'Based on Barry Humphries comic-strip character, which appeared in the British satirical magazine Private Eye in the 1960s, the screenplay was written by Humphries and Beresford, the story line deriving from the culture clash between the Australian innocent 'Bazza' McKenzie and the English - from a taxi driver who takes Barry from Heathrow to Earls Court by way of Stonehenge, to the decadent upper classes with their public school fetishes, the swinging scene of pop music promoters and Jesus freaks, and eventually the hallowed halls of BBC television. ' (Publication summary)

The Mythical Australian : Barry Humphries, Gough Whitlam and 'New Nationalism' Anne Pender , 2005 single work criticism
— Appears in: The Australian Journal of Politics and History , vol. 51 no. 1 2005; (p. 67-78)
'Gough Whitlam's decision in 1974 to appear in Barry Humphries's film about a larrikin abroad, Barry McKenzie Holds His Own, marks a potent moment in Australia's post-imperial history - a moment when the politics of Australian theatre and the theatre of Australian politics directly coincided. In their different spheres, Humphries and Whitlam dramatised the waning British connection felt by Australians. Whitlam's own version of 'new nationalism' was brash and confident enough to embrace the eccentricities and vulgarities of Humphries's satire. Yet Whitlam's 'new nationalism,' like Humphries's satire, was highly ambivalent. Humphries's first film, The Adventures of Barry McKenzie, was a direct product of the new nationalist enthusiasm that had brought Whitlam to power. Although it was savaged by the critics, the film was a box-office success. Intellectuals such as Patrick White, Manning Clark and Geoffrey Dutton lavished praise on Humphries and his satirical portrayal of Australian anxieties about culture and national identity. Humphries portrayed the underlying dilemma that Whitlam faced in refashioning the image of modern Australia: how to throw off the symbols of colonialism and find meaningful symbols to replace them. In the process, both the politician and the humourist rediscovered a particular and enduring affection for the mother country.'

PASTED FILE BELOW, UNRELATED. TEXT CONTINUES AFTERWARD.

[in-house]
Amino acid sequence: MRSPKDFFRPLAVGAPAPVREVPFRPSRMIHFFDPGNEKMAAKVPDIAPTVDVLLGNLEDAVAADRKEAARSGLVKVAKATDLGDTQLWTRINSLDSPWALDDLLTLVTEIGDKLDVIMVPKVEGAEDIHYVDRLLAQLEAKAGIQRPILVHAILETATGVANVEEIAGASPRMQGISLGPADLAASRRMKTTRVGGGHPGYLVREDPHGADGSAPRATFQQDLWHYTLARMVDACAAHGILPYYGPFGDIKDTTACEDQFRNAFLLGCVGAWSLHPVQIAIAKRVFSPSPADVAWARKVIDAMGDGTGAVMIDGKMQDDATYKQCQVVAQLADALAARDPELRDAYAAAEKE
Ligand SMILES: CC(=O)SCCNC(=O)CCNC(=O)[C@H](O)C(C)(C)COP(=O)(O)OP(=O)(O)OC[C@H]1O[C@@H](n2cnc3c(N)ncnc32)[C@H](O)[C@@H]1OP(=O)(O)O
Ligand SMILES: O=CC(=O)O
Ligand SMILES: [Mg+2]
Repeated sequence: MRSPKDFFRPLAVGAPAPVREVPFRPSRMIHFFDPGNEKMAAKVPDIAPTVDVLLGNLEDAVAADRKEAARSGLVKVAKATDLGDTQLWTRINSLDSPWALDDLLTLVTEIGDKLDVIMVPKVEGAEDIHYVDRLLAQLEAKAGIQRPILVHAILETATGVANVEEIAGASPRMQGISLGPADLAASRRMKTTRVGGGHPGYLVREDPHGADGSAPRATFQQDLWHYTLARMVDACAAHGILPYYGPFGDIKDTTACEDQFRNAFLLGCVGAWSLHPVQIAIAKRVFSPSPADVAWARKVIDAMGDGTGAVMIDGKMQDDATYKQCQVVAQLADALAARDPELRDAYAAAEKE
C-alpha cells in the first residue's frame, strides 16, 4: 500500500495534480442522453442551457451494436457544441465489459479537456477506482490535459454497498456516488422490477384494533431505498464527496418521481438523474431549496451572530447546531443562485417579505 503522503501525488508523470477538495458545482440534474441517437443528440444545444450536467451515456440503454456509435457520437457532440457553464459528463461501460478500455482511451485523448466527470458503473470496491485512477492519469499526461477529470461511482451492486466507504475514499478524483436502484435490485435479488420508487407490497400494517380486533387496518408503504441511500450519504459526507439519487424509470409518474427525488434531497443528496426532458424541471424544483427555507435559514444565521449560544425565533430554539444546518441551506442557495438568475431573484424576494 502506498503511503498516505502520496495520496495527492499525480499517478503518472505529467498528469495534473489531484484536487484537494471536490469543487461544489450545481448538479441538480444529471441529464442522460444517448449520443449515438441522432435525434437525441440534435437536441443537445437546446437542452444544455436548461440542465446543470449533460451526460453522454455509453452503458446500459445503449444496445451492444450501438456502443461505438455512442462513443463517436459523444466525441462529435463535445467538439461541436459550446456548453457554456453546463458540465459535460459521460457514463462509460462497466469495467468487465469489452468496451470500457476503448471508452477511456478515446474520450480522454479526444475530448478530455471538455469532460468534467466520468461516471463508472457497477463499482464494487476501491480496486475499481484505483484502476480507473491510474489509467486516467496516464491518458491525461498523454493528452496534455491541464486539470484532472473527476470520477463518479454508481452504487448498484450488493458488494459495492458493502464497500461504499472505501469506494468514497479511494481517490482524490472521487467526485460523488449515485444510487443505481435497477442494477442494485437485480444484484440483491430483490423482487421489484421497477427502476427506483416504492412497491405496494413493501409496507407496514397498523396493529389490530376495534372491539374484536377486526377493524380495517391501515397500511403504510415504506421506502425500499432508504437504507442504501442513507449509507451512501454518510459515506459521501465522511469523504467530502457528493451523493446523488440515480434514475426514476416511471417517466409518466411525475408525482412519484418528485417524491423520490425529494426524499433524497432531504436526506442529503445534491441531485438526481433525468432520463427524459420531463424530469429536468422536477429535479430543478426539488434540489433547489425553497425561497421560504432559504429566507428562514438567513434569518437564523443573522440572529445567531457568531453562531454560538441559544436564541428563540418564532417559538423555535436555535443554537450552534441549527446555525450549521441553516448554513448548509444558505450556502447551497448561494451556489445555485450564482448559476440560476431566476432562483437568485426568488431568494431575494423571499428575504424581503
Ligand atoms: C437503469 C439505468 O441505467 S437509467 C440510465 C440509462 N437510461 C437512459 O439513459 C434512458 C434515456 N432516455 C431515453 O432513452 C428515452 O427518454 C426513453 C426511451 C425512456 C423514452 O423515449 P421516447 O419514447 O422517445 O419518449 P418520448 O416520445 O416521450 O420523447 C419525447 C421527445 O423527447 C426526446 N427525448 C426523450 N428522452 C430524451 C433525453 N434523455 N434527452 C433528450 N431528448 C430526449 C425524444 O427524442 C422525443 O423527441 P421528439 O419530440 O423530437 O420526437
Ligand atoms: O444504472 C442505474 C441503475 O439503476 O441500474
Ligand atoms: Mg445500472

When Bazza Spray Had Its Day Tony Moore , 2003 single work criticism
— Appears in: The Sydney Morning Herald , 9-10 August 2003; (p. 10-11)
When Bazza Spray Had Its Day Tony Moore , 2003 single work criticism
— Appears in: The Sydney Morning Herald , 9-10 August 2003; (p. 10-11)
y The Barry McKenzie Movies Tony Moore , Strawberry Hills : Currency Press , 2005 Z1229014 2005 single work criticism (taught in 1 units)

'Bruce Beresford's a colourful film about an 'innocent abroad' as he blunders his way through the London of the 1970s was panned by the critics but a huge success with audiences. The film became the first Australian movie to make a million dollars, thereby playing a crucial part in the resurgence of the Australian film industry in the early 1970s by demonstrating the commercial viability of local production. It also did very well commercially in London, where it established a record for any Australian film released there.